Citizenship Versus Nationality: The Difference

From Wikipedia, of all places:

“Nationality

International law

In international law, nationality is the status or relationship that gives a nation the right to protect a person from other nations.[4] Diplomatic and consular protection are dependent upon this relationship between the person and the state.[4] A person’s status as being the national of a country is used to resolve the conflict of laws.[5]

Nationality is also the status that allows a nation to grant rights to the subject and to impose obligations upon the subject.[4] In most cases, no rights or obligations are automatically attached to this status, although the status is a necessary precondition for any rights and obligations created by the state.[5]

Within the broad limits imposed by few treaties and international law, states may freely define who their nationals are and are not.[4] However, since the Nottebohm case, other states are only required to respect their claim to protect an alleged national if the nationality is based on a true social bond.[4] In the case of dual nationality, states may determine the most effective nationality for a person, to determine which state’s laws are most relevant.[5] There are also limits on removing a person’s status as a national. Article 15 of the Universal Declaration of Human Rights states that “Everyone has the right to a nationality,” and “No one shall be arbitrarily deprived of his nationality nor denied the right to change his nationality.”

National law

Nationals normally have the right to enter or return to the country they belong to. Passports are issued to nationals of a state, rather than only to citizens, because the passport is the travel document used to enter the country. However, nationals may not have the right of abode (the right to live permanently) in the countries that grant them passports.

Nationality versus citizenship

Nationality is legally a distinct concept from citizenship. Conceptually, citizenship is focused on the internal political life of the state, and nationality is a matter of international dealings.[6]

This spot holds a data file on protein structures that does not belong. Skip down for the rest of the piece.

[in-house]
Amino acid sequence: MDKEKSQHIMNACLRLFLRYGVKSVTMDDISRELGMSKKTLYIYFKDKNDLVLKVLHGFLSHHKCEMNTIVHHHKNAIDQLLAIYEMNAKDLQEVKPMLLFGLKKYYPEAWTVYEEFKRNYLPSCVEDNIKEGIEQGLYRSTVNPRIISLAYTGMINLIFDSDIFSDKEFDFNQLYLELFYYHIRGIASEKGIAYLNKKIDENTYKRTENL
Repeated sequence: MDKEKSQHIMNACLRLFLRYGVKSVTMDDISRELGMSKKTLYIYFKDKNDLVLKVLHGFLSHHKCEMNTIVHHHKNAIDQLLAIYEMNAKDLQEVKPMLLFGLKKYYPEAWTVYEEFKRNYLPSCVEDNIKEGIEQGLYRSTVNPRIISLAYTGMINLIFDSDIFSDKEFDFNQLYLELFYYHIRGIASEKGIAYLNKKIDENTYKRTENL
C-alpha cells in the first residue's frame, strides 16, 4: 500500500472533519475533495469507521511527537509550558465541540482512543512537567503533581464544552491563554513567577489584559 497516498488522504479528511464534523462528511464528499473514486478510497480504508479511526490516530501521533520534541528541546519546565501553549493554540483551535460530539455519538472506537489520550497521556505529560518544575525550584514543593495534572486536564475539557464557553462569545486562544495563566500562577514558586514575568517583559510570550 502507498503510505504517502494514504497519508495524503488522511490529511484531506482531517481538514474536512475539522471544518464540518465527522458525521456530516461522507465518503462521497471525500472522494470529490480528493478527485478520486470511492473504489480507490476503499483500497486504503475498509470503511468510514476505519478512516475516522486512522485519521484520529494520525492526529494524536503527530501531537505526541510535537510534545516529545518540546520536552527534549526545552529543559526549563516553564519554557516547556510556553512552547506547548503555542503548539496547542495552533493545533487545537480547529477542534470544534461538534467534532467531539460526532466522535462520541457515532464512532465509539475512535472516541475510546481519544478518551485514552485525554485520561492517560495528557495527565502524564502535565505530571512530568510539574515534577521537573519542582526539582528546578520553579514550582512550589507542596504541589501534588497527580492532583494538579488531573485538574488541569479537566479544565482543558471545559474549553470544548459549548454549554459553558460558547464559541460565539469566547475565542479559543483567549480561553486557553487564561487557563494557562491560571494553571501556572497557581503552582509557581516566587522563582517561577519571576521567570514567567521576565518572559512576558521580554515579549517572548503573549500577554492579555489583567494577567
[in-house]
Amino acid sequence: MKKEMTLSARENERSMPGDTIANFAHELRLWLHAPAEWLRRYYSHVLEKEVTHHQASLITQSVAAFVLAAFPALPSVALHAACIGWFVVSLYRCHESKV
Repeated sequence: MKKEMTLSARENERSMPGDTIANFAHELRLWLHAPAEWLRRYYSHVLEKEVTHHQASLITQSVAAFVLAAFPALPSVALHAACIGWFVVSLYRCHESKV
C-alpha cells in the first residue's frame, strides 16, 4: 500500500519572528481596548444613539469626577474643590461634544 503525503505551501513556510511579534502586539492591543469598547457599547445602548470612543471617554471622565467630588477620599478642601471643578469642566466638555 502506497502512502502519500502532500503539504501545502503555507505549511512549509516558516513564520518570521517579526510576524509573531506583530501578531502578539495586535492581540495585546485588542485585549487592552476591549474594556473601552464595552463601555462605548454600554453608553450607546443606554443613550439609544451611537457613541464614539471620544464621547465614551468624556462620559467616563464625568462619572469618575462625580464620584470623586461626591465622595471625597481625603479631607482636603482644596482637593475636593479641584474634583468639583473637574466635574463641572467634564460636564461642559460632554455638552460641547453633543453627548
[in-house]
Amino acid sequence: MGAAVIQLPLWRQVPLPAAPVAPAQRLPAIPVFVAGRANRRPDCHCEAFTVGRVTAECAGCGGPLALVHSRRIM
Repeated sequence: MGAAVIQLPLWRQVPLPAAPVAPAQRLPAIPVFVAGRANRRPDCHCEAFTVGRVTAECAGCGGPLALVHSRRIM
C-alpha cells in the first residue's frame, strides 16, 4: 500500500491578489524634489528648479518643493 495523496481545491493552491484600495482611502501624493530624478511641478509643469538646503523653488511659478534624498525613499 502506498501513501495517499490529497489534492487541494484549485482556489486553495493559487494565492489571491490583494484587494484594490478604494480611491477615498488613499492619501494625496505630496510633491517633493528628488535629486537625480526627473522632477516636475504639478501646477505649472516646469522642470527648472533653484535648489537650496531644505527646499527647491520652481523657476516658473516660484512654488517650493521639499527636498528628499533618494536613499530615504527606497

In the modern era, the concept of full citizenship encompasses not only active political rights, but full civil rights and social rights.[4] Nationality is a necessary but not sufficient condition to exercise full political rights within a state or other polity.[1] Nationality is required for full citizenship, and some people have nationality without having full citizenship. A person who is denied full rights is commonly called a second-class citizen.

Historically, the most significant difference between a national and a citizen is that the citizen has the right to vote for elected officials, and to be elected.[4] This distinction between full citizenship and other, lesser relationships goes back to antiquity. Until the 19th and 20th centuries, it was typical for only a small percentage of people who belonged to a city or state to be full citizens. In the past, most people were excluded from citizenship on the basis of gender, socioeconomic class, ethnicity, religion, and other factors. However, they held a legal relationship with their government akin to the modern concept of nationality.[4]

United States nationality law defines some persons born in U.S. outlying possessions as U.S. nationals but not citizens. British nationality law defines six classes of British national, among which “British citizen” is one class (and the only one having the right of abode in the United Kingdom). Similarly, in the Republic of China, commonly known as Taiwan, the status of national without household registration applies to people who have Republic of China nationality, but do not have an automatic entitlement to enter or reside in the Taiwan Area, and do not qualify for civic rights and duties there. Under the nationality laws of Mexico, Colombia, and some other Latin American countries, nationals do not become citizens until they turn 18.”

Food for thought. Retain your nationality, change your citizenship to suit you best.